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Electricity production costs drop to the lowest point in the industry's history.

You won't hear this on CNN, but the U.S. nuclear power industry set a record last year.  Despite rising costs of fuel and regulation, the average production cost of electricity dropped to an astounding 1.66 cents per kilowatt-hour.  This is a figure well below the cost of coal-generated electricity, and a tiny fraction of the cost of solar or wind power.  Furthermore,  nuclear plants generated 36% more electricty than they did 15 years ago, without a single new plant being built.  The industry just keeps getting better and better.

Nuclear power is a true clean, green energy source, with zero CO2 emissions, and less environmental impact than solar or wind.  Those sources of energy are extremely diffuse--which means they must be collected and concentrated.  A 1,000 MW solar plant requires 2 million tons of concrete, 600,000 tons of steel, 75,000 tons of glass, 35,000 tons of aluminum, and a whole host of rare and exotic elements.   This is several hundred times the materials needed by a nuclear plant the same size.  And the nuclear plant will have much higher availability and require much less maintenance.  Most telling of all is the costs which, for solar power, currently average a painful 28.6 cents per kW-hour.

Other nations are wiser here than the US.  France  generates 76% of its power from nuclear, South Korea has several new plants on order, and Finland is building a new one, specifically to meet its commitment to the Kyoto Protocol.

Expanding the US nuclear power industry would allow the US to dramatically reduce carbon emissions ... and to save money while doing so.  And it's a solution available today, without the need for years of additional research and development.  Its high time we pulled our heads out of the sand, and started using it to its full potential.

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A Note on the cost of the electricity.
By number999 on 2/28/2007 4:52:24 PM , Rating: 5
It should be noted that the cost of the electricity is for baseline electricity. That is the reactors are run at full power and the cost of the plant is amatorized over the production. This allows the billion dollar cost of the plant to paid out over it's lifetime.

In the case of a nuclear plant, the large cost is the cost of the plant and not the fuel. The plant has to be run at near full capacity to amatorize the capital cost of the plant.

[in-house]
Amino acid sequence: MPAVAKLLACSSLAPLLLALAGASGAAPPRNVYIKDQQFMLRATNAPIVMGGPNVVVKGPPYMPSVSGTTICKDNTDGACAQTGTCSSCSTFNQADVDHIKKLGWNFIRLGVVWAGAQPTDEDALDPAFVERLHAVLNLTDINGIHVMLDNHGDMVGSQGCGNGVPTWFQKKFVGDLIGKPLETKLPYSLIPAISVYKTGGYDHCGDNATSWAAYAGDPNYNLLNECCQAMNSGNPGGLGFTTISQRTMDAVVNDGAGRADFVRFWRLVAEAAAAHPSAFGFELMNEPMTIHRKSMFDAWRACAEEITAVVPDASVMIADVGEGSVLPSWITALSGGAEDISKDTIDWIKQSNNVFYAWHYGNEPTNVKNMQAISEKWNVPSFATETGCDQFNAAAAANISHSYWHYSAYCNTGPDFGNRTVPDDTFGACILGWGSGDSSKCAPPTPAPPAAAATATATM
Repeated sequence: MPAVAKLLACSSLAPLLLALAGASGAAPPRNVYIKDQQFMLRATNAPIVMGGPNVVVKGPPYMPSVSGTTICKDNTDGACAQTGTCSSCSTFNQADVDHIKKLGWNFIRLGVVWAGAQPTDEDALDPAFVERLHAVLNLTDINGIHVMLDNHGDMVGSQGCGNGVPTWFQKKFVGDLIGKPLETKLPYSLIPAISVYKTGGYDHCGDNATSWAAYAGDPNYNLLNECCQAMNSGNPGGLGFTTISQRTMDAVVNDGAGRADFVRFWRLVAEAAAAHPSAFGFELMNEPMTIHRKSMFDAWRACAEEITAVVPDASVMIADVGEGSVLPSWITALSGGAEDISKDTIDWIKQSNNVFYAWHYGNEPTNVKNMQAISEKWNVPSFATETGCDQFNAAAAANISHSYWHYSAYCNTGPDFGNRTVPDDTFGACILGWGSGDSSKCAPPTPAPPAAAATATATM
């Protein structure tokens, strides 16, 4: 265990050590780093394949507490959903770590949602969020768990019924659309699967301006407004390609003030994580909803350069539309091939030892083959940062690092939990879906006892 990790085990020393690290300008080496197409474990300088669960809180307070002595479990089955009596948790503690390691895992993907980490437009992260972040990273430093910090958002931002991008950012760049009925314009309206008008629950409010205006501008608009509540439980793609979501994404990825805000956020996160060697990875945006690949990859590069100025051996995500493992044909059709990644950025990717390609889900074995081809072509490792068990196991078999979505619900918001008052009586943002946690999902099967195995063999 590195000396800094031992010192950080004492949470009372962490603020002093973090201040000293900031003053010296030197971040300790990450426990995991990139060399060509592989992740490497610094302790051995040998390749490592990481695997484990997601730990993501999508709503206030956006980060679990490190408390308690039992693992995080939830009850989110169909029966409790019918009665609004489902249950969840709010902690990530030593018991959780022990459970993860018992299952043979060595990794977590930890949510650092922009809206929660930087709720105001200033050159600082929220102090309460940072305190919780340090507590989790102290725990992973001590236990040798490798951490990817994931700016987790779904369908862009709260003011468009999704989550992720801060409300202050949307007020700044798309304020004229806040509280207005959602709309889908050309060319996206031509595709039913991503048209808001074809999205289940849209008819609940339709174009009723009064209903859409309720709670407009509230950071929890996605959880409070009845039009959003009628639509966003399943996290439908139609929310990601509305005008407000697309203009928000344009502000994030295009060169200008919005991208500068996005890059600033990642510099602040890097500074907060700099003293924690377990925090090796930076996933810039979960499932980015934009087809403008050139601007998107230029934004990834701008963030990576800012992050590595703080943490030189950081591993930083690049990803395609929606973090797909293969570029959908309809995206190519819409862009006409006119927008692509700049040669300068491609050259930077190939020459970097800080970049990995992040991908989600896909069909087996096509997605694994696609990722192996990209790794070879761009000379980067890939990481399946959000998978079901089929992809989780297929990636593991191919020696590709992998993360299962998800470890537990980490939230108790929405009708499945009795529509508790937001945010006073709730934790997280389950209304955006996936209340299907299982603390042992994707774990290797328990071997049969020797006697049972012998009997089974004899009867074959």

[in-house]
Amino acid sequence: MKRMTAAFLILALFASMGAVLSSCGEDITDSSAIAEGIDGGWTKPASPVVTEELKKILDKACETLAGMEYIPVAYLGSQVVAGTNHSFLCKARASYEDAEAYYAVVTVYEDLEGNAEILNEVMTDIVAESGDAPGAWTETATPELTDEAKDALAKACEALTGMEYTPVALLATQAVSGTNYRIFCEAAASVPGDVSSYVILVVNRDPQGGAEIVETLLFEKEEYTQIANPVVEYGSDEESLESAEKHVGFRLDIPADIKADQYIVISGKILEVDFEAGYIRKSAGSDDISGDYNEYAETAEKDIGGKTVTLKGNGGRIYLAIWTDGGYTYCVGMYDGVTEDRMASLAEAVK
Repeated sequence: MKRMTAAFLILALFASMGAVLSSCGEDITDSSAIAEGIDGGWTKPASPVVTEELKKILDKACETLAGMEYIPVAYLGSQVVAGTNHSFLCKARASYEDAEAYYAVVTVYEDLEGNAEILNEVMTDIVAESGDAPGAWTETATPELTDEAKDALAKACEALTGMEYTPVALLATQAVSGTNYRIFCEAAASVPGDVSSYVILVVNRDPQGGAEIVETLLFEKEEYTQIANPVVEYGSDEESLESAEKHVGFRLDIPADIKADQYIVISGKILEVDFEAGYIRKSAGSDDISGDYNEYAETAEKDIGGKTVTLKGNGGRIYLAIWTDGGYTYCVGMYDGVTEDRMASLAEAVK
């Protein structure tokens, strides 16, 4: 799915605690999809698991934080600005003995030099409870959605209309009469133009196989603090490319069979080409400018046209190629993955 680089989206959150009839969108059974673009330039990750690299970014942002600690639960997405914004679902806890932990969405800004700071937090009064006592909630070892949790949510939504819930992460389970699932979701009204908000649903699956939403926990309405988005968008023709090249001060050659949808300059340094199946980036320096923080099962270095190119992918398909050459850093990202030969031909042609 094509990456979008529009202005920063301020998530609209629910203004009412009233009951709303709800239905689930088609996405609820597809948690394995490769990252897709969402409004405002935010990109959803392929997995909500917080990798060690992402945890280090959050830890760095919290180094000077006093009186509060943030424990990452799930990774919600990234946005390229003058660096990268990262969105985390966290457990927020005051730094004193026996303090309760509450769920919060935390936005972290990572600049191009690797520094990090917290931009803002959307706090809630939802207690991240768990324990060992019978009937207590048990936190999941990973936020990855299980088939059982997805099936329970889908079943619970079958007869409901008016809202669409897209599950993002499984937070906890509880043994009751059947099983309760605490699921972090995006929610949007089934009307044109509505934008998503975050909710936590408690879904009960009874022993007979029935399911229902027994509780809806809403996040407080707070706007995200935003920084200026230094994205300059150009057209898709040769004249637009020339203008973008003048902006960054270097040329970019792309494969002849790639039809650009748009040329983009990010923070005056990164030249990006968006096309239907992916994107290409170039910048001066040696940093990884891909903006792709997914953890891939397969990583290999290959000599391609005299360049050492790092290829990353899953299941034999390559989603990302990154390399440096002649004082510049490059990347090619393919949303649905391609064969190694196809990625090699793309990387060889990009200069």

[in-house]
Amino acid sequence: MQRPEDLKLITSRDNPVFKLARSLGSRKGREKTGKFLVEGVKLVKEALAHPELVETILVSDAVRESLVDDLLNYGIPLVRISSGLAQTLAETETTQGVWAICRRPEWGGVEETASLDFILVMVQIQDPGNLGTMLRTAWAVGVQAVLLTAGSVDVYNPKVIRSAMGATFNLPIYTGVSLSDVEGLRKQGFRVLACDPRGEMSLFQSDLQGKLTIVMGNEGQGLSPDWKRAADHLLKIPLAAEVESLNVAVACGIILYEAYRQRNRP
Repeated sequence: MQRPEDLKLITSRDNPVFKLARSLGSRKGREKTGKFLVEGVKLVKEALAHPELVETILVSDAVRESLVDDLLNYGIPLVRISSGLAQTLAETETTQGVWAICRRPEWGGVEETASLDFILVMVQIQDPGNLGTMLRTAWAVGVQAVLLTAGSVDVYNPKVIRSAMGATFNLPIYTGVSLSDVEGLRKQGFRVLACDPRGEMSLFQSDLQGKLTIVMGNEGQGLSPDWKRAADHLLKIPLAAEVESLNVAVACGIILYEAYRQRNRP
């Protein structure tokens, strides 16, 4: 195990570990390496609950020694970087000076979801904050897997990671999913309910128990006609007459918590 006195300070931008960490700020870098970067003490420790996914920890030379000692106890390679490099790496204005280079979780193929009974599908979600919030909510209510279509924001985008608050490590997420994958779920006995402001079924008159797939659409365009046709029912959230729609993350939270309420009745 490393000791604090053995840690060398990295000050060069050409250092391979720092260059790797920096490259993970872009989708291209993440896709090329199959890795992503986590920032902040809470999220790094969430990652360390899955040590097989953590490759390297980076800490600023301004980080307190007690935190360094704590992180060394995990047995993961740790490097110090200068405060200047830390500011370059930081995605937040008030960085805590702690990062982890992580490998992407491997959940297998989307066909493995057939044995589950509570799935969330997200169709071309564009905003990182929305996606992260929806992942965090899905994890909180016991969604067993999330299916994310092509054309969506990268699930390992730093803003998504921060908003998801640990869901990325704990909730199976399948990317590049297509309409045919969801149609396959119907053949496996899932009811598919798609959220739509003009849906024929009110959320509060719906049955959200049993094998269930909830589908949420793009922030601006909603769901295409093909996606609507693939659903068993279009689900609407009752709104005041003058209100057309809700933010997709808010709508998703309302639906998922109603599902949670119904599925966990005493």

This of course limits the usefullness of the plant to those base level outputs. Peak power usage will still need to be provided for by conventional or alternative sources, where the price/KWh will be much higher.

In the case of convention generation, the fuel costs are the main factor in the price of electricity and flexibility is of greater importance. In solar, the main cost would be the cost of the facility but the fuel is basically free and it matches the peak power usage curve but it is variable.

Nuclear may be able to be more flexible, but that would require more use of boiling water types, which can vary their output or the yet to be made modular types like the pebble bed or modification of the present pressurized light water reactors(which would cost a lot of money if possible at all).

By Ringold on 2/28/2007 7:10:12 PM , Rating: 2
That doesn't seem to be a huge drawback, however, considering they note the 7.5c/kwh cost of production alone for natural gas fired plants. They don't say what coal is, but wiki suggests 4.8-5.5c/kwh. I don't put much faith in wiki, but that still places nuclear costs much lower by Masher's links standards.

At 2.5c/kwh, could afford to, with nuclear, have twice as much baseline capacity as needed just for the purpose of scaling and covering most of the peak usage, I would think. A bunch of plants middling with 50% output would presumably then be 5c/kwh, or the same as coal. Just cleaner. I could be wrong, maybe that's not feasible, but the cost difference is pretty interesting none the less.

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